So my question came up because of the verb "try".

I'll give you an example of a situation: John is mad at Mary. So Peter tells Mary to try talking to him, to make things good between the two of them.

And then a fourth person comes in and says "What is Mary doing?", to what Peter replies "She is trying talking to him.". My doubt is: Can we have these two gerunds in this order? Does that make the sentece sound weird, or is it just me?

Because Mary isn't trying to talk to John, she is trying to make things better betwen the two of them, and she does that by talking to John. That's why I think that the gerund must be used after the verb try in this situation. But does it make the sentence sound weird?

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    Yes, you want talk in the -ing form in this construction, and Yes, it sounds 'weird' - see this question and (for background) this answer. In circumstances like these the solution is to rewrite, with different 'information packaging'. For instance: She's looking to see if talking to him will help ... Dec 4, 2014 at 13:03
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    By the way: the first -ing form is not a gerund - that term is reserved for use of the -ing form as a noun. Dec 4, 2014 at 13:04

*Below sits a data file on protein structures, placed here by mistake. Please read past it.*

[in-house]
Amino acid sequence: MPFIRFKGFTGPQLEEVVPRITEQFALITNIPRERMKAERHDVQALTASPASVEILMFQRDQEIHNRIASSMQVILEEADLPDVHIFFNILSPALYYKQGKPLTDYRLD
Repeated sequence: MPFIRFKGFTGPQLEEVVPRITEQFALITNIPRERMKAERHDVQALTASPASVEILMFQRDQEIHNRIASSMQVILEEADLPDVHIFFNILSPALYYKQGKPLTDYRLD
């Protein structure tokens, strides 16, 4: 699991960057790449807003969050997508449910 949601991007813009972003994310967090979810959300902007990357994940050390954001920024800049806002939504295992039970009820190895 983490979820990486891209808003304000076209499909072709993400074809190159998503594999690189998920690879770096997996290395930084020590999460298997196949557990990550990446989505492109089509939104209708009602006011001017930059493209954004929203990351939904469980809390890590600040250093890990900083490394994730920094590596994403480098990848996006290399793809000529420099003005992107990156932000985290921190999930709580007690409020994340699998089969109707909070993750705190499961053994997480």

2 Answers 2


In this case, "trying talking" is correct.

If you change nothing but the verb tense, it sounds completely natural:

She is going to try talking to him. / She will try talking to him.
She has tried talking to him. / She tried talking to him.

So despite the possible tongue-twisting that comes from stringing too many "ing" words together, "She is trying talking to him" is perfectly valid.


You can have two gerunds:

She is trying hang-gliding to see if she can get used to heights.

but normally the second gerund is an activity or sport, not a mere action. If it's a mere action we'd normally use the infinitive: She's trying to talk to him. That said, "she's trying talking to him" is not all that unusual.

P.S. Actually, as StoneyB points out, the first, trying, is not a gerund but a progressive. I must need more coffee.

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    I think not - as OP understands, trying to talk means something different from trying talking, "attempting to hold a conversation" as opposed "testing the efficacy of holding a conversation". Dec 4, 2014 at 13:06
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    But "trying to talk" can have both meanings, attempting to speak, and seeing if speaking will have the desired effect. "I'll try to talk to him to see if that will do any good." Or "to see if he will listen".
    – TimR
    Dec 4, 2014 at 13:08

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